Japanese researchers performed experiments on wild rice plants in a controlled glasshouse setting to observe the effects of temperature and water depth on growth stages of the plants. By conducting these tests, researchers hoped to gain a better understanding of how to begin commercialized cultivation of wild rice in Japan, and prove that genetic modification of rice species already growing in Japan may be valuable. According to the article, Z. palustris' genetic value comes from the plant's ability to adapt to colder environments and their extremely high levels of amino acids. Data presented in the experiments demonstrate that wild rice is affected by both temperature and water depth during seedling development. Plants kept at water depths 2-6 cm with temperatures ranging from 15-20°C produced the best results. Any fluctuation beyond these parameters resulted in reduced dry weight measurements, as well as morphological changes such as the development of an “exhausted phenotype” among the wild rice plants.
Gikinoo’wizhiwe Onji Waaban (Guiding for Tomorrow). Ojibwe Lifeway: Wild Rice Harvesting ("dagwaagin"-fall).
Composers of this online learning tool created a section providing readers with information regarding the history and habitat of manoomin (wild rice), as well as ways in which climate change is impacting the region. As explained within this piece, manoomin is an ancient, sacred ceremonial crop that remains a dietary staple of Ojibwes and wildlife within the Great Lakes region. The authors illustrate the symbiotic relationship between indigenous communities and manoomin by describing traditional harvesting methods in which rice is harvested into canoes while some kernels are allowed to fall back into the water, ensuring new growth for future generations. Manoomin requires shallow waters with minimal wave action, especially during its early-summer "floating leaf" stage when it's highly vulnerable to environmental stressors. According to the tool, drought and flooding cause die-off throughout rice beds, and invasive plant species engulf critical manoomin habitats. Increasing temperatures and moisture due to climate change also promote brown spot disease, and increase damaging “rice worm” populations. As climate change and habitat loss due to land development intensify, tribal governments and organizations have implemented restoration efforts.
In this chapter from the Alternative Field Crops Manual, scientists explain the history, production, and environmental requirements and habitat of wild rice. They state that wild rice is a nutritious grain native to North America, traditionally grown in shallow natural waters and harvested by indigenous tribes throughout the Great Lakes region. Since colonization, farmers have domesticated the crop by converting lands into rice paddies for mechanical harvesting and mass production, and genetically modifying seeds to be more shatter-resistant. Researchers explain that wild rice plants experience stunted growth and morphological changes when exposed to high temperatures and drought, indicating that the plants are adapted to northern latitudes. They also state that flooding causes the plants to weaken, and in some cases the plants may be uprooted if water flow is high. According to the article, wild rice is more susceptible to brown spot disease when temperatures during the day range from 74° to 95°F, during continuous flooding, and when relative humidity is higher than 89%. Other threats to wild rice induced by flooding include increased populations of crayfish, midges, and rice worms.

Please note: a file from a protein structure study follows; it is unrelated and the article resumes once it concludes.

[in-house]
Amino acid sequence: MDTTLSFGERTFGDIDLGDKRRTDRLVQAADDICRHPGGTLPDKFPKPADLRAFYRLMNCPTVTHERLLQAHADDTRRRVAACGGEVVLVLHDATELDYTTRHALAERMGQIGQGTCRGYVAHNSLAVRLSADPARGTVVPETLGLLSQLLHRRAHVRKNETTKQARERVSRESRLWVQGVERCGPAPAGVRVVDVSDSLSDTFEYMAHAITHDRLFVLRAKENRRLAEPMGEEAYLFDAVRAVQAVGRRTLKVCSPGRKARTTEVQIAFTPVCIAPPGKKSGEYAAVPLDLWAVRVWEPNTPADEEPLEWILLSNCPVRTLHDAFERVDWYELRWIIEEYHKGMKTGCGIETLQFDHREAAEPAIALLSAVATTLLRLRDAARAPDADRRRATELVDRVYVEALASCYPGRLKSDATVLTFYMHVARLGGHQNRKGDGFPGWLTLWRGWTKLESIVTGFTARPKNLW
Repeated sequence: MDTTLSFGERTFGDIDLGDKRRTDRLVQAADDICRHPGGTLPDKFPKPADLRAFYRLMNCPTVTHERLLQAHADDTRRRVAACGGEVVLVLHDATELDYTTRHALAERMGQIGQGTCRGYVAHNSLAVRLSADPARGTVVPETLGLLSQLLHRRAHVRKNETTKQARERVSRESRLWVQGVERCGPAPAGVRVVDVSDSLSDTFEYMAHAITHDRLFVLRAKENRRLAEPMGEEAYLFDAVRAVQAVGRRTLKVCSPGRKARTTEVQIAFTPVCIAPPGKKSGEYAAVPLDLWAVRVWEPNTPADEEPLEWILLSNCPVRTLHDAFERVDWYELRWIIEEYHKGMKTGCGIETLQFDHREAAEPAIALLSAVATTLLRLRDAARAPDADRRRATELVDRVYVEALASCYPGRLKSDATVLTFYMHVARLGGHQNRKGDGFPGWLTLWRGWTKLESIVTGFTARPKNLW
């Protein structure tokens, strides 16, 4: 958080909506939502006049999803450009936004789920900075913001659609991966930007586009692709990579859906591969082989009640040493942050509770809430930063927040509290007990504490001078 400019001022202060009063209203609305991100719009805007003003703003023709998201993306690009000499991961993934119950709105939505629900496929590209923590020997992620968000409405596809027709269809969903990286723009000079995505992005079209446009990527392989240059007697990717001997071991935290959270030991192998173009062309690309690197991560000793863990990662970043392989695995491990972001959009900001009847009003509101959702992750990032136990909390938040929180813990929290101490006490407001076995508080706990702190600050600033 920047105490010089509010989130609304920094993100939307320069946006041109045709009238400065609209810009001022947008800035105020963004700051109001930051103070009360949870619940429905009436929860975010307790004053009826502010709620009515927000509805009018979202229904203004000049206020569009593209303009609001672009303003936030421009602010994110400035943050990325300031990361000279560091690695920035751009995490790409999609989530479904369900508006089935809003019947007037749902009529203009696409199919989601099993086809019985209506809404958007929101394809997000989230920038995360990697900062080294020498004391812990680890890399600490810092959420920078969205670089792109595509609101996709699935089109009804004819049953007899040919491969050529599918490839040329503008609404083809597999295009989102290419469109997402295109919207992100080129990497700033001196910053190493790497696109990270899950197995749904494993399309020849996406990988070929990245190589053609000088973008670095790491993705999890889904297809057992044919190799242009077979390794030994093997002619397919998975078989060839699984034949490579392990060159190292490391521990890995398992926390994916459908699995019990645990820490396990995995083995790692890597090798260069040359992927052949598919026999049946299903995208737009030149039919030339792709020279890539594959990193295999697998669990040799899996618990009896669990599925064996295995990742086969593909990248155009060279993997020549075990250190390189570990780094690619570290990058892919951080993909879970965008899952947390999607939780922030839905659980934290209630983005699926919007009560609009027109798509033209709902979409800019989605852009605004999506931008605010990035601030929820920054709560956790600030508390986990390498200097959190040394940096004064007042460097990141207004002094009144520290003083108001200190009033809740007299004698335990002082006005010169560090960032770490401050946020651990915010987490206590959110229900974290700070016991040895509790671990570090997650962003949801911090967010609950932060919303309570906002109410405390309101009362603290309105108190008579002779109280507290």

Great Lakes Indian Fish and Wildlife Commission. Climate Change Vulnerability Assessment Version 1 (2018).
Within this assessment, the authors address how climate change is impacting Ojibwe communities and the environment within the Great Lakes region, and how Traditional Ecological Knowledge (TEK) and Scientific Ecological Knowledge (SEK) can together be used to implement climate change adaptation and conservation efforts. To gain an understanding of how to better address climate change within Native communities, scientists and TEK experts interviewed citizens of the Ojibwe nation and performed vulnerability assessments of key species and beings within their territories. According to the assessment, manoomin ( northern wild rice) is the most vulnerable species, and has a vulnerability score ranging from 27-30, with 32 being the highest score possible. Manoomin grows best in shallow waters with soft sediment and minimal water flow, and is highly sensitive to environmental stressors amplified by climate change. Authors of the report provide a summary of the main concerns expressed by tribal members, which include manoomin habitat loss due to dam construction, invasive species such as carp, infections of brown spot disease, increasingly severe and damaging weather events, drastic fluctuations in water levels, and pollution. Researchers included additional climate change impacts to the assessment and ranked these effects according to their likelihood of increasing species vulnerability.
Tucker, Rebecca C. et al. Effects of Water Depth and Seed Provenance on the Growth of Wild Rice (Zizania aquatica L) (2011).
Conservation and restoration projects for wild rice species with reduced size and gene flow can be improved by studying where the plants originate and which aquatic environments they thrive in. In this study, scientists performed water depth and seed provenance experiments on wild rice (Z. aquatica L.) seeds harvested from three different wild rice stands in Indiana during the fall of 2008. The seeds were germinated and grown in a controlled greenhouse with temperatures ranging from 19-28°C, and were provided with both natural and artificial lighting. Water depth treatments included a drought treatment in which plants were watered every ten days, and complete saturation at depths of 0 cm, 23 cm and 46 cm. According to the data, dry weights (total and component) and plant height were greater for wild rice grown at the water’s surface than any of the other treatments. Researchers compared their results with Zizania palustris L. data to determine that Z. aquatica responds differently to water depth. As explained within the study, communities and organizations working to restore wild rice stands should concentrate on maintaining optimal water depths specific for the species in their area, and limit competition for sunlight from other aquatic species until the rice is “well established.”